Atypical hemolytic-uremic syndrome

Atypical hemolytic-uremic syndrome is a disease that primarily affects kidney function. This condition, which can occur at any age, causes abnormal blood clots (thrombi) to form in small blood vessels in the kidneys. These clots can cause serious medical problems if they restrict or block blood flow. Atypical hemolytic-uremic syndrome is characterized by three major features related to abnormal clotting: hemolytic anemia, thrombocytopenia, and kidney failure.Hemolytic anemia occurs when red blood cells break down (undergo hemolysis) prematurely. In atypical hemolytic-uremic syndrome, red blood cells can break apart as they squeeze past clots within small blood vessels. Anemia results if these cells are destroyed faster than the body can replace them. This condition can lead to unusually pale skin (pallor), yellowing of the eyes and skin (jaundice), fatigue, shortness of breath, and a rapid heart rate.Thrombocytopenia is a reduced level of circulating platelets, which are cell fragments that normally assist with blood clotting. In people with atypical hemolytic-uremic syndrome, fewer platelets are available in the bloodstream because a large number of platelets are used to make abnormal clots. Thrombocytopenia can cause easy bruising and abnormal bleeding.As a result of clot formation in small blood vessels, people with atypical hemolytic-uremic syndrome experience kidney damage and acute kidney failure that lead to end-stage renal disease (ESRD) in about half of all cases. These life-threatening complications prevent the kidneys from filtering fluids and waste products from the body effectively.Atypical hemolytic-uremic syndrome should be distinguished from a more common condition called typical hemolytic-uremic syndrome. The two disorders have different causes and different signs and symptoms. Unlike the atypical form, the typical form is caused by infection with certain strains of Escherichia coli bacteria that produce toxic substances called Shiga-like toxins. The typical form is characterized by severe diarrhea and most often affects children younger than 10. The typical form is less likely than the atypical form to involve recurrent attacks of kidney damage that lead to ESRD.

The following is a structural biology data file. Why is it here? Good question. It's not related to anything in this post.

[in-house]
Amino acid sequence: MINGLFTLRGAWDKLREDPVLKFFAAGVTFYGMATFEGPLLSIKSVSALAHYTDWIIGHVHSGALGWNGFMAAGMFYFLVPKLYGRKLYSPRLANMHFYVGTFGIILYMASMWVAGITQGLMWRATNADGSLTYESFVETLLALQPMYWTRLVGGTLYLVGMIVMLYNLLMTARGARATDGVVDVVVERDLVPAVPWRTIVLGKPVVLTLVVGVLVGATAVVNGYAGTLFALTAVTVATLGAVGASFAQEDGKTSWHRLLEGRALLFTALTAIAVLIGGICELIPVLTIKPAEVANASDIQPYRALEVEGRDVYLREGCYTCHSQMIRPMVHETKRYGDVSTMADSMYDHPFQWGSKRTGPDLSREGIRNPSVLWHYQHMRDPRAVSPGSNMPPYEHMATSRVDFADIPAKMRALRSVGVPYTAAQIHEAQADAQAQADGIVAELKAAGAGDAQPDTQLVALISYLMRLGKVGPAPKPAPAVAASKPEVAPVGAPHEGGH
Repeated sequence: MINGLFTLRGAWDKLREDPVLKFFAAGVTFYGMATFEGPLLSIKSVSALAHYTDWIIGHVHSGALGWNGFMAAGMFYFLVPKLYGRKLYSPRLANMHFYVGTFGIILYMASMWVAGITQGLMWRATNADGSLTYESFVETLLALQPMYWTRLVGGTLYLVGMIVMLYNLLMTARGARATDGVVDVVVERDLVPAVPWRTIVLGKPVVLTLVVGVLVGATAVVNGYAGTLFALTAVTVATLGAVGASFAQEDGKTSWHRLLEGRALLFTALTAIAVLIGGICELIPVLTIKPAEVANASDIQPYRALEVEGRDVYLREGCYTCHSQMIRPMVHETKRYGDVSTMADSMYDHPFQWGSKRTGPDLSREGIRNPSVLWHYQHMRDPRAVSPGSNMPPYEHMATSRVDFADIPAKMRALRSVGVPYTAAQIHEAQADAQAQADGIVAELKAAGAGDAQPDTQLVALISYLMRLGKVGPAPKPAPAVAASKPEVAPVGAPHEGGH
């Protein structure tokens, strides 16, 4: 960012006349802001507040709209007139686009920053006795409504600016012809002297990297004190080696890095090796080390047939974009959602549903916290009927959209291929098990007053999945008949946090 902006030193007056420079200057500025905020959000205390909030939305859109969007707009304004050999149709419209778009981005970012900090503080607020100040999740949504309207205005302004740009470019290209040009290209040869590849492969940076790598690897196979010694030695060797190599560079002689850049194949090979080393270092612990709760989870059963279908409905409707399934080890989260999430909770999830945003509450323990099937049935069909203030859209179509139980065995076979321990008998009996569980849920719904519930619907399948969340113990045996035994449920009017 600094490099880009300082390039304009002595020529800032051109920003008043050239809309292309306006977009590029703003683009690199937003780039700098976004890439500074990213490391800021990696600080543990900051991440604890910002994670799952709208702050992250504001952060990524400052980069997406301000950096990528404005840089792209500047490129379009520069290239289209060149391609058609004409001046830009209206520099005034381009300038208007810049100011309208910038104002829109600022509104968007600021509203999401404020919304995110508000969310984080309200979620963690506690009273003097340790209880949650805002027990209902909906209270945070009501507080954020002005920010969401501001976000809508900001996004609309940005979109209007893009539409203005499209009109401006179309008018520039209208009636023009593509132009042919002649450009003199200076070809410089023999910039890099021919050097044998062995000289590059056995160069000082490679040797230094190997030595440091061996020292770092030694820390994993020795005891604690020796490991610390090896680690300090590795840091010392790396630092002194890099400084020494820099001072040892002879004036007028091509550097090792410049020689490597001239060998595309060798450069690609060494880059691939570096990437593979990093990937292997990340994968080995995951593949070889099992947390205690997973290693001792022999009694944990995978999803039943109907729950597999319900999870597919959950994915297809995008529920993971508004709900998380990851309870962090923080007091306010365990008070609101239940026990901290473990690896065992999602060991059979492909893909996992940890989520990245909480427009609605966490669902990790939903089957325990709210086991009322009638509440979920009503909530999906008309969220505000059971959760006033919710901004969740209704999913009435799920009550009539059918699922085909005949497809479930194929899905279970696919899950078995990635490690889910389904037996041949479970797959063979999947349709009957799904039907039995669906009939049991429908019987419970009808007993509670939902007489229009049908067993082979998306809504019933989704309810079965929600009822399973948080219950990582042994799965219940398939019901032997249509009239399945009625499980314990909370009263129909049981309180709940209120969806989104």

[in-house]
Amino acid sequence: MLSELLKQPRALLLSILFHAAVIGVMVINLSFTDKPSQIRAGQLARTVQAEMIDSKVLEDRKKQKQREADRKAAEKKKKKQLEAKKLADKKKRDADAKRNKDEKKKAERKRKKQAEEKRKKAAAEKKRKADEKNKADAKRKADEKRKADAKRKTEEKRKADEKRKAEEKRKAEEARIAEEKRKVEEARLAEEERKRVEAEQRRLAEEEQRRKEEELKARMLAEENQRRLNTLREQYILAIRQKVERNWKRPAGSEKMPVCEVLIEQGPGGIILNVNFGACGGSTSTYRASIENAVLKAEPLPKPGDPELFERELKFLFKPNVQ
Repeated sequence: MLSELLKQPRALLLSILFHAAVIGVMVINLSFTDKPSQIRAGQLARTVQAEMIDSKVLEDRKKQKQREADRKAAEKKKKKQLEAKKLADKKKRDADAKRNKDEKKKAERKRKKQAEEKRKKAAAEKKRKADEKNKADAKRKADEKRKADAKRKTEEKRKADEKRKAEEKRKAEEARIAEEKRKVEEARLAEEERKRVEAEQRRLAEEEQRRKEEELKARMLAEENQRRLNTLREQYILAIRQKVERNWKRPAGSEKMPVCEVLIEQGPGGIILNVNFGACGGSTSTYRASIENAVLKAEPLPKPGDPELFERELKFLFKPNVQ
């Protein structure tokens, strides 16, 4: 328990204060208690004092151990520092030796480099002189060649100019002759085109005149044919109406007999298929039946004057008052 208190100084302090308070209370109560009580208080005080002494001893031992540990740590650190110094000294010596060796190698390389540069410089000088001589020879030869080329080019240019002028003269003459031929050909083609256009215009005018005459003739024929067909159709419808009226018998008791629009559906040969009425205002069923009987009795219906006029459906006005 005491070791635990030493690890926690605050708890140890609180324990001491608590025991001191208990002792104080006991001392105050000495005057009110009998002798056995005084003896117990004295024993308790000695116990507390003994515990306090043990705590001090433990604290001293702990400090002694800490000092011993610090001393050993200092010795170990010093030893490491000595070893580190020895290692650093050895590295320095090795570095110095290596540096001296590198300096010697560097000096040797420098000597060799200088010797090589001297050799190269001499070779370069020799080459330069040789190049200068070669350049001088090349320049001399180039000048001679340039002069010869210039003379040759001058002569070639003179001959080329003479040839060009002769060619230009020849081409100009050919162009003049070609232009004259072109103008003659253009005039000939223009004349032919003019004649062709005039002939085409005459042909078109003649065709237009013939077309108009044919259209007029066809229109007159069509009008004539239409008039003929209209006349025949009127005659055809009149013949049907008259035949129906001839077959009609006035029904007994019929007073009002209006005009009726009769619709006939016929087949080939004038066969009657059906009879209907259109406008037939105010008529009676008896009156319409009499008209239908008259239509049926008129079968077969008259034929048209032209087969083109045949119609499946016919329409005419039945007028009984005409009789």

Different Conditions


Related ICD 10 COde
ICD 10 Code D59.3


Thrombotic microangiopathy, not elsewhere classified

A disease caused by acquired haematopoietic stem cell mutation defect of the PIGA gene in the X chromosome leading to the premature break down of red blood cells. This disease is characterised by haemolytic anaemia, thrombosis and. This disease may present with haemoglobinuria (blood in the urine will be most noticeable in the morning, and clear as the day progresses), pallor, fatigue, or shortness of breath. Confirmation is by identification of genetic mutation in the PIGA gene through genetic testing.

Signs And Symptoms

  • Anemia (disorder)
  • Organ Affected

    Blood (substance)

    Also Known As

  • Typical haemolytic uraemic syndrome
  • Gasser syndrome
  • Related ICD 10 COde
    ICD 10 Code D59.3

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